Diplomatic observers and foreign policy wonks were left perplexed trying to figure out what Senator John F Kerry meant when he said India had begun "to reinvigorate its own programme there", which he described as "absurd on both sides".
Kerry said this when he was asked whether the US was keeping a watch on the possibility of nuclear proliferation from Pakistan.
Was Kerry, a Massachusetts Democrat and chairman of the powerful Senate Foreign Relations Committee, doubting on India's impeccable track record on nonproliferation, was the question on everyone's mind.
Especially because Kerry was the one person who during the run-up and debate on the US-India civilian nuclear deal had supported the agreement and voted for it and even showered praise on India for its impeachable nuclear proliferation controls.
Kerry said, "We've had many conversations about safety, about what is happening (with the Pakistanis)," he said, and added: "There's increased cooperation."
But then Kerry added, "I think India's recent decision to reinvigorate its own programme there -- which is absurd on both sides to be honest with you -- may spark some further conversation about how we get even further controls."
Kerry's press spokeswoman Tomeika Bowden, when contacted by rediff.com for a clarification on the remarks -- since it had left many diplomatic observers wondering whether the recent controversy over the efficacy of India's Pokhran tests had made the likes of Kerry believe that India had "reinvigorated" its nuclear weapons programme -- said she had no clue about what Kerry had meant.
Kerry reiterated that no conditions had been attached to the massive aid package to Pakistan under the Kerry-Lugar bill, which he had co-authored, that impinged on its sovereignty or attempts to micromanage this aid.
He said he had reassured the Pakistani leadership and army on this score during his recent visit.
"I don't understand the haggling over USD 1.5 billion (Rs 70.5 billion) a year in aid to Pakistan when more than USD 243 billion (Rs 11,427 billion) had been spent in Afghanistan by the US," he said.
He said that although there were conditions in the House bill with regard to Pakistan dismantling terror networks on its territory and the ISI ceasing support to extremist groups as well as Islamabad providing access to those like A Q Khan, but there were no such conditions in the Senate bill.
"There's an excess of sensitivity and I understand the politics. I was just in Pakistan, I just met with (Pakistan Muslim League-N chief) Nawaz Sharif, President (Asif) Zardari, (Pakistani Army chief) General Kiyani, and I understand the sensitivity to these things in the country and we are not trying to be oblivious to that."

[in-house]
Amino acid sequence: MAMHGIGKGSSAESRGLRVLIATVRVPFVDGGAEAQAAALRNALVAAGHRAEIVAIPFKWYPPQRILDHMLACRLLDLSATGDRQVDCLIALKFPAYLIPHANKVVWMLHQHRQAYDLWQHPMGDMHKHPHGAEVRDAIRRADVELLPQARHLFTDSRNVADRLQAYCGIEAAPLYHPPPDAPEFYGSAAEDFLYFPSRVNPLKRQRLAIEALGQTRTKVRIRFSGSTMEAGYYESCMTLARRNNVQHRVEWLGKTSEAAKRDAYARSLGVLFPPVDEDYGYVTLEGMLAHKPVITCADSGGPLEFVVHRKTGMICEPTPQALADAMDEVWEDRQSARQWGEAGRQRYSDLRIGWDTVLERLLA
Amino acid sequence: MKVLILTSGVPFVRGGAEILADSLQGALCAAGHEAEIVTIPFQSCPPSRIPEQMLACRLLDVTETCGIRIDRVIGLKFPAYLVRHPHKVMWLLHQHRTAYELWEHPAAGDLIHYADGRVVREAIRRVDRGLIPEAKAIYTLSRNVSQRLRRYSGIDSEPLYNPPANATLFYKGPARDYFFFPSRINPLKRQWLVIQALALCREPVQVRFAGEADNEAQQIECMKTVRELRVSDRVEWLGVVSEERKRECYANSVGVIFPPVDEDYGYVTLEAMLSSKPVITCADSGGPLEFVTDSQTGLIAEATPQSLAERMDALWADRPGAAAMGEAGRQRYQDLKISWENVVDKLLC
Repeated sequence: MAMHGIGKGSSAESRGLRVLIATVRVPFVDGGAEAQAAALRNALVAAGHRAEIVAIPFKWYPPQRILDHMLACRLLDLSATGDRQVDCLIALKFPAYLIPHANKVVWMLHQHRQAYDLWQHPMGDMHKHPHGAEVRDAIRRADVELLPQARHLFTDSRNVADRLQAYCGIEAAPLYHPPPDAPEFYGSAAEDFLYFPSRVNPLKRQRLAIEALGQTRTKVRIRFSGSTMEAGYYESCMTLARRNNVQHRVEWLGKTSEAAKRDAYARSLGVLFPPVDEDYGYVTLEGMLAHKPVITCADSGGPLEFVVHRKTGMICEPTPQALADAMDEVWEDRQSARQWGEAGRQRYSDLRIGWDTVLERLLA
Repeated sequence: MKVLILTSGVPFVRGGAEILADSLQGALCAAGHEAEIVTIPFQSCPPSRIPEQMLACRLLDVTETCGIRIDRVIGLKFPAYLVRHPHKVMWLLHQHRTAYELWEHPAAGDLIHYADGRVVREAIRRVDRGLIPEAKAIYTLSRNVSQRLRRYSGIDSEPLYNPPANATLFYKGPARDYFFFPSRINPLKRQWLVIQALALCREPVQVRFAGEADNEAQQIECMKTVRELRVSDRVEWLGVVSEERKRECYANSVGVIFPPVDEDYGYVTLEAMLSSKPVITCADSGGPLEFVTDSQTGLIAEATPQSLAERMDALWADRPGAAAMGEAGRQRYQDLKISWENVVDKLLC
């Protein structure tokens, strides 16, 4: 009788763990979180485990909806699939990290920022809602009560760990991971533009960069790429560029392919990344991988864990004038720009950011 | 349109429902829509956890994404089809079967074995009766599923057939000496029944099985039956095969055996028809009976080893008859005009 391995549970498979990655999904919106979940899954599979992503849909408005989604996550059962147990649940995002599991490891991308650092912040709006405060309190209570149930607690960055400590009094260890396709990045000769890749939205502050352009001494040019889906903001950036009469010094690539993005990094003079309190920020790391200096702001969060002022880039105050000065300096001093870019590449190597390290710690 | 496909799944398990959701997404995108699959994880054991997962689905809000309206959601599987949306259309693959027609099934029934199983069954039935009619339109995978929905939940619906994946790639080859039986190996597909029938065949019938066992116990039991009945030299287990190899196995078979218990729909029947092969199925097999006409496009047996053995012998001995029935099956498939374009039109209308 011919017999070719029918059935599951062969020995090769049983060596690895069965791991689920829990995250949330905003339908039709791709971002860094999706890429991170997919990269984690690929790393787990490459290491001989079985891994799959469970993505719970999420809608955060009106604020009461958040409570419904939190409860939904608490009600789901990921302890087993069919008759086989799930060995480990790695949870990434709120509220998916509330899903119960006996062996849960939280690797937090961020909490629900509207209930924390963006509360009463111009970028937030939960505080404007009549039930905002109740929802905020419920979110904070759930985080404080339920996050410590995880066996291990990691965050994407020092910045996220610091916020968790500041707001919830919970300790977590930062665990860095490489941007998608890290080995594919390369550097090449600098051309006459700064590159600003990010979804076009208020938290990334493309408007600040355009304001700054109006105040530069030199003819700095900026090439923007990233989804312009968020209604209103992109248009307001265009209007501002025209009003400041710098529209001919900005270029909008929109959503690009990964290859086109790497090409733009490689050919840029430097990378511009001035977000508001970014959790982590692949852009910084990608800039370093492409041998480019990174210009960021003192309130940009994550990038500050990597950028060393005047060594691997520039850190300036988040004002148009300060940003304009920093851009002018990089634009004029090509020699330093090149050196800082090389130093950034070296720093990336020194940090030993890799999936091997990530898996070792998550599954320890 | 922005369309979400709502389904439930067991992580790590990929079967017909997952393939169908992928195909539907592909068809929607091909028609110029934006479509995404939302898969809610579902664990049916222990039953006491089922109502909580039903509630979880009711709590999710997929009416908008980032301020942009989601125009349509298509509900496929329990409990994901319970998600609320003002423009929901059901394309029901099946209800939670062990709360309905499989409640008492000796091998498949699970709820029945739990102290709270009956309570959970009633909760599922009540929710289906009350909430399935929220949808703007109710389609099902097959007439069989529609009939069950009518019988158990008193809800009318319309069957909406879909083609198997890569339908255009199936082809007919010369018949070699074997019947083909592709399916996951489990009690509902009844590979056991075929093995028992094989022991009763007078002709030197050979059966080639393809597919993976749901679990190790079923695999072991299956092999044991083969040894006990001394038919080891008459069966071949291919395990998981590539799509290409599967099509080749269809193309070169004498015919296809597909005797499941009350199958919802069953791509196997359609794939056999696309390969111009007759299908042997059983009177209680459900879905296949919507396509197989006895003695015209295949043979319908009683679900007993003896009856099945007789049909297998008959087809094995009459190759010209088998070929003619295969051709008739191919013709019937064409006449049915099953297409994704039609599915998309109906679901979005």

But, he said, the US Congress was right in asking for a report on how the funds were being used by Pakistan, "because the American people have a right to know that their money is being spent to support values that are important to us as Americans".
" We need to be much more sensitive to their (Pakistani) sensibilities as to how we can proceed forward to empower them to be able to change the view of the United States in Pakistan," he said.
"I think there are some immediate opportunities," he said. "There is a campaign in Waziristan right now and there will be at least 400,000 displaced persons. Just as in the Swat Valley, we moved in rapidly to provide assistance. If people had a sense that we are there for humanitarian purposes and relationship building with the people we will stand a better chance of rebuilding America's relationship."
But Kerry acknowledged, "For the moment, they view it (American involvement) in the context of (predator) drones and war and the persistent requests from us to heighten their efforts against extremists" and that all of this "results in collateral impact".
He said it was imperative to help "even more effectively in Pakistan," and to "look at the resource disparity".
Kerry pointed out that USD 243 billion had gone "to Afghanistan and many people have talked about the multiples of importance toward Pakistan, and we are haggling over USD 1.5 billion in civilian assistance".
"I mean, it just doesn't make sense," he said. "If we were to put much more effort into their (Pakistan's) ability to transition to make Waziristan a success, Swat Valley a success, and ultimately to actually incorporate the Western part of their country more formally into the nation, we have a better chance of limiting the Al Qaeda and protecting our interests."Kerry added, "I see a path there, and it's a very important path for us to pursue in this strategy."